compare the above with the definition:\[\rm \large a = 3\]\[\large \rm b = -1\]\[\rm \large c = 1 = -2mod3\]

- ParthKohli

And\[\rm \large n = -2\]

- lgbasallote

how is b = -1?

- ParthKohli

\[\rm \large 3\cdot(-1) + 1 = -2\]\[\rm \large a\cdot b +c=n \]

- lgbasallote

you're not really telling me anything...you're just circling around

- ParthKohli

lol I am... I just proved you that \(\rm \large (-2) mod3 = 1\)

- lgbasallote

you just have -2 mod 3 = ?
show me how you get that to be 1

- ParthKohli

I just did...

- lgbasallote

you didn't really prove...because you just assumed a value of b and c and equated them

- ParthKohli

That's the definition of modulus, dude.

- lgbasallote

show me a solution that tells me -2 mod 3 is 1

- lgbasallote

you have two unknows..you can't use the definition

- ParthKohli

I'd show you all of it in one post.

- lgbasallote

sure.

- ParthKohli

The definition is as follows:-
If this is true,
a * b + c = n
Then this is also true,
n mod a = c
Now, this is true:
3 * (-1) + 1 = -2
Then, this is ought to be true:
-2 mod 3 = 1

- ParthKohli

Would you like it with hearts and smileys?
Oh, also see that b is an integer.

- lgbasallote

but the question you refuse to answer is... how do you get those values???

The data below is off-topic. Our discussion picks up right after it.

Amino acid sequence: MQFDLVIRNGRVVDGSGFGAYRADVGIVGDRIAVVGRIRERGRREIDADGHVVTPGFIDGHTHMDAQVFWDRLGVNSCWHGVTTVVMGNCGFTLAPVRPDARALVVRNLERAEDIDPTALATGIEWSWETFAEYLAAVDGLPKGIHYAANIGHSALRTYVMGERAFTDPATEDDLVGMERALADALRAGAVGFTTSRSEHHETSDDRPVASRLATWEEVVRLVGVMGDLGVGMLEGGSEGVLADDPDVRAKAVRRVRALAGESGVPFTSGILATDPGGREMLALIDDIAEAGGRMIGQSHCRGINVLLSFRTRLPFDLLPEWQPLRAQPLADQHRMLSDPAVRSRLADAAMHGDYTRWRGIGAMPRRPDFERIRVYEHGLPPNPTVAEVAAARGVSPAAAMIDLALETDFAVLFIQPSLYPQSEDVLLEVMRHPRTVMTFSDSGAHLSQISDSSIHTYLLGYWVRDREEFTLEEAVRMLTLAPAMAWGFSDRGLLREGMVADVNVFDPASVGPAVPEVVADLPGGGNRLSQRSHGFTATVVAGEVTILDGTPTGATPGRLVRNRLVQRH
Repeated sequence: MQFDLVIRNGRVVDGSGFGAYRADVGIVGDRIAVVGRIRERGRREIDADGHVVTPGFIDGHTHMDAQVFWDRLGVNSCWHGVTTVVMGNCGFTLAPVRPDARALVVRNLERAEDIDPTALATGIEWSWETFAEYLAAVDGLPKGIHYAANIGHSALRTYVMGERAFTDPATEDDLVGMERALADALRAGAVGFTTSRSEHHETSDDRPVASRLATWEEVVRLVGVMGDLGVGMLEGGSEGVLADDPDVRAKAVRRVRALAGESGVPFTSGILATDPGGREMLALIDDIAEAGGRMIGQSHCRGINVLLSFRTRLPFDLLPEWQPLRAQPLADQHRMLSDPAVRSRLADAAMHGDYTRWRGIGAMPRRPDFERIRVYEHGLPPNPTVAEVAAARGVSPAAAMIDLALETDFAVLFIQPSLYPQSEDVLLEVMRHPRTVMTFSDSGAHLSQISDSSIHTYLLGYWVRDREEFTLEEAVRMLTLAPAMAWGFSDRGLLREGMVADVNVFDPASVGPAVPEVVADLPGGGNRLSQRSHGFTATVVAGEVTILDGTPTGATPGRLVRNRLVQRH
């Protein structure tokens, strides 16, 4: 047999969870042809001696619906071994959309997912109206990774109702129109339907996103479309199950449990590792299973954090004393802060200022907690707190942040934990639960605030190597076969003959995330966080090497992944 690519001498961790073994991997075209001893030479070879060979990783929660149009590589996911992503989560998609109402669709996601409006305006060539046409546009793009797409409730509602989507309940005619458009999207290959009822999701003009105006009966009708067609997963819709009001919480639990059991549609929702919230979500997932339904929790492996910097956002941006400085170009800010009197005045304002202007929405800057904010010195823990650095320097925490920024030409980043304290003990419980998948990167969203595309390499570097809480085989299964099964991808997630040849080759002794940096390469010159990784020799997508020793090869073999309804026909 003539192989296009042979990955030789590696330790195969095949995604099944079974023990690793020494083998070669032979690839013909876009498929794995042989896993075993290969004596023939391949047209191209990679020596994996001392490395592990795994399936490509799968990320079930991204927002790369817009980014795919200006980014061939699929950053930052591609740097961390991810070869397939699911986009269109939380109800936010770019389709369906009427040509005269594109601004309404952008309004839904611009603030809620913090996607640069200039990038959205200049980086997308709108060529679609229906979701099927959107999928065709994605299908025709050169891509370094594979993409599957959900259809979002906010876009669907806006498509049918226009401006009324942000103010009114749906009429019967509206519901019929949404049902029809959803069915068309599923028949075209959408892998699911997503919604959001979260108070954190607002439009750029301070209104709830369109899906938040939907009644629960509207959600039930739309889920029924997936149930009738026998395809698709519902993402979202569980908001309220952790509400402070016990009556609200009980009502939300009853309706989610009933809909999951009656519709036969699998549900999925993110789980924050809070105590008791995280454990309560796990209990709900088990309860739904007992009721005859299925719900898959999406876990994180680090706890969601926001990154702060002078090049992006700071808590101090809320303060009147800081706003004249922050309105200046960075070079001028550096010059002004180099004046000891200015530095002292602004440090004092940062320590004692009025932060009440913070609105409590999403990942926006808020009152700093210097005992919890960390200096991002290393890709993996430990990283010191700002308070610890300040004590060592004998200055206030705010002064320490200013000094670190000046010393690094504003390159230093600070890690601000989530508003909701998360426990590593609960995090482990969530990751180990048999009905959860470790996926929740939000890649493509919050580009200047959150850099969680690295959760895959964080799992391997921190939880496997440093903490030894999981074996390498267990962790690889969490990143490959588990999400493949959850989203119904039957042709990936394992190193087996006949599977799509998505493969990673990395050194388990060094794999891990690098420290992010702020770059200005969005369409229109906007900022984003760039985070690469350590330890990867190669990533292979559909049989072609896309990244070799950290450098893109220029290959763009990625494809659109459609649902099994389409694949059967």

- ParthKohli

What values?

- lgbasallote

1and -1..you can't pull them out of nowhere

- ParthKohli

Do you think that my answer works according to the definition?
Oh, and you have to try and test in the Euclidean Algorithm too.

- lgbasallote

i'm not asking about the definition! i'm asking about your numbers

- ParthKohli

Oh, and you have to try and test in the Euclidean Algorithm too.

- lgbasallote

i can also say 3*(-2) + 4 = -2
so i can say -2 mod 3 is 4

- lgbasallote

so you're wrong by *my* answer

- lgbasallote

-2 mod 3 should be 4 not 1

- ParthKohli

Yes, it's also 4.

- lgbasallote

...........

- lgbasallote

no it isn't

- lgbasallote

-2 mod 3 is 1

- ParthKohli

That's the fun of modular arithmetic: you have -2 mod 3 = 1,4,7,10...

- lgbasallote

nope

- ParthKohli

Yes. Would you like a machine to answer it for you?

- lgbasallote

try wolfram

- ParthKohli

Sure.

- lgbasallote

you'll see it's 1

- lgbasallote

or...you can just watch more khanacademy videos....

- ParthKohli

XD

##### 1 Attachment

- ParthKohli

http://www.wolframalpha.com/input/?i=-2+mod+3 You may have a look.

- ParthKohli

And remember, there's no equality in modulus... there's congruence.\[\rm \large a \mod b \equiv c\]

- lgbasallote

you don't really get what my question was...do you....

- ParthKohli

Though I have to admit, I forgot the above too...

- ParthKohli

-11 mod 3

- ParthKohli

\[\rm \large 3\cdot(-4)+1 = -11 \]Right?

- ParthKohli

\[-11\mod3\equiv 1\]But also...

- ParthKohli

\[\rm \large 3\cdot(-5) + 4 = -11\]

- ParthKohli

So we can say that\[\rm \Huge -11\mod3 \equiv1+3k\]where k is an integer.

- ParthKohli

You're welcome. @lgbasallote

- lgbasallote

that was *not* what i was asking

- ParthKohli

You're welcome anyway.
I'm glad I could be of help.

- lgbasallote

i already know everything you were saying (you just overcomplicated everything by circling around)....no one was able to answer my question actually...
i'll just wait for the big boys to go online...then i can ask them...

- ParthKohli

Sorry, if it was modulo, then it's just the remainder.